Sufjan Stevens made a rare appearance in San Diego in support of his seventh studio album, Carrie & Lowell. Playing the Copley Symphony Hall, a gothic-revival-style theater downtown, Stevens captivated the audience during his generous two-hour show.
I was curious as to how the indie-folk singer/songwriter would be able to perform the skeletal songs of Carrie & Lowell and maintain the audience’s attention. Dispelling those thoughts, Stevens and his band started out with “Redford (for Yia-Yia & Pappou),” the gloomy piano ensemble from 2003’s Michigan, which sent palpable chills throughout the crowd.
Most of what followed was new material. In an effort to inject a pulse into the funereal songs of Carrie & Lowell, hip-hop and electronic soundscapes were added and seemed to keep the crowd focused.
The Copley is a large venue, and it's not easy to be intimate without lulling everyone to sleep; however, Stevens successfully delivered his music on a neon platter that kept the listener curious and hungry for more. With so many quiet moments during the set, you could hear the person next to you breathing, yet the crowd remained respectful. Whistles and yelps could be heard during a familiar banjo or guitar riff, offering a sort-of sonic/comic relief.
"Blue Bucket of Gold"
Sufjan Stevens live from this year's tour
The crowd was acknowledged after about a dozen songs with a simple “Thanks” from Stevens, making the crowd cheer with appreciation as he charmed everyone with his boyish demeanor. Stevens spoke about his childhood, sharing stories of his parents and family pets. After playing mostly new material, Stevens and company dipped into his older albums. Saving “Blue Bucket of Gold” for last (before the encore), the song transitioned into a psychedelic jam accompanied by frantic lighting and feedback from the audience. It was almost too much for the poor symphony hall to accommodate, nearly sending the audience into a collective seizure. As they ended the number, the band waited for everyone to stop applauding, but that didn’t happen, leading the players to retreat backstage. The crowd kept the roars going for five minutes before the band came out for more.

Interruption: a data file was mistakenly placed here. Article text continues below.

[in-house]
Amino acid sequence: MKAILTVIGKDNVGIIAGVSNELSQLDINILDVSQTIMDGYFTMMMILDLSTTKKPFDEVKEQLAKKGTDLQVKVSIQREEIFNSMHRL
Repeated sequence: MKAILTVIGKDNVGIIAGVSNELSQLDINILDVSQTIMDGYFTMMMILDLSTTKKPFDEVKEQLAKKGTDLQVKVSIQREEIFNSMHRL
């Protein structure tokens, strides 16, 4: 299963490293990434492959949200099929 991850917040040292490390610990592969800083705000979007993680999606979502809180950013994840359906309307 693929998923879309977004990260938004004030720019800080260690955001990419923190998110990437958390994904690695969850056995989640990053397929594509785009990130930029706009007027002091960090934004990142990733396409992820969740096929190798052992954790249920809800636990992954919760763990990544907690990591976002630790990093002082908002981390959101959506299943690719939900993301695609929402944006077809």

After dazzling the eyes with a light show and hypnotizing everyone with ear candy, Stevens concluded the evening with “Chicago.” Its horns and vocal harmonies summarized the performance, leaving fans with a memorable experience.
- Concert: Sufjan Stevens
- Date: June 2
- Venue: Copley Symphony Hall
- Seats: 48C